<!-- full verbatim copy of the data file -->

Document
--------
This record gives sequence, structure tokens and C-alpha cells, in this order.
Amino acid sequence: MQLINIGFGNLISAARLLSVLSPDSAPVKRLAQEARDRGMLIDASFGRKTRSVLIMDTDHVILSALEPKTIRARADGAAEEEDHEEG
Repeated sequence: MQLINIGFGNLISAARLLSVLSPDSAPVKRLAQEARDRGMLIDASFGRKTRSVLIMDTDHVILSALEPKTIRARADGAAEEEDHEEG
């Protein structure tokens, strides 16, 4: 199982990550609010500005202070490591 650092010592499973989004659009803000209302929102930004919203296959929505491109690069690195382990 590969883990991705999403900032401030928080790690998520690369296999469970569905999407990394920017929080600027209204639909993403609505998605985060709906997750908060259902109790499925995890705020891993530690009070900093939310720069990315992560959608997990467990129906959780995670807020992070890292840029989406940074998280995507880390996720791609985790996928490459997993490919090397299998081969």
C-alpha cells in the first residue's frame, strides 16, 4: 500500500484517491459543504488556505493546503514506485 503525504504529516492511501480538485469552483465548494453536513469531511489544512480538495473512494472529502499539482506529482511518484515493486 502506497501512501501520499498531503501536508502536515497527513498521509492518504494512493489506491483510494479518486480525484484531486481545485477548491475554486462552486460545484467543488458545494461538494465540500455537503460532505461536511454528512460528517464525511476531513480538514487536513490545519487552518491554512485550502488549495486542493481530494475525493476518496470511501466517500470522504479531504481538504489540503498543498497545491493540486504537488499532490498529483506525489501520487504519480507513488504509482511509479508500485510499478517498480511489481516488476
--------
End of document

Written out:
This record gives sequence, structure tokens and C-alpha cells, in this order.
Amino acid sequence: MQLINIGFGNLISAARLLSVLSPDSAPVKRLAQEARDRGMLIDASFGRKTRSVLIMDTDHVILSALEPKTIRARADGAAEEEDHEEG
Repeated sequence: MQLINIGFGNLISAARLLSVLSPDSAPVKRLAQEARDRGMLIDASFGRKTRSVLIMDTDHVILSALEPKTIRARADGAAEEEDHEEG
């Protein structure tokens, strides 16, 4: 199982990550609010500005202070490591 650092010592499973989004659009803000209302929102930004919203296959929505491109690069690195382990 590969883990991705999403900032401030928080790690998520690369296999469970569905999407990394920017929080600027209204639909993403609505998605985060709906997750908060259902109790499925995890705020891993530690009070900093939310720069990315992560959608997990467990129906959780995670807020992070890292840029989406940074998280995507880390996720791609985790996928490459997993490919090397299998081969």
C-alpha cells in the first residue's frame, strides 16, 4: 500500500484517491459543504488556505493546503514506485 503525504504529516492511501480538485469552483465548494453536513469531511489544512480538495473512494472529502499539482506529482511518484515493486 502506497501512501501520499498531503501536508502536515497527513498521509492518504494512493489506491483510494479518486480525484484531486481545485477548491475554486462552486460545484467543488458545494461538494465540500455537503460532505461536511454528512460528517464525511476531513480538514487536513490545519487552518491554512485550502488549495486542493481530494475525493476518496470511501466517500470522504479531504481538504489540503498543498497545491493540486504537488499532490498529483506525489501520487504519480507513488504509482511509479508500485510499478517498480511489481516488476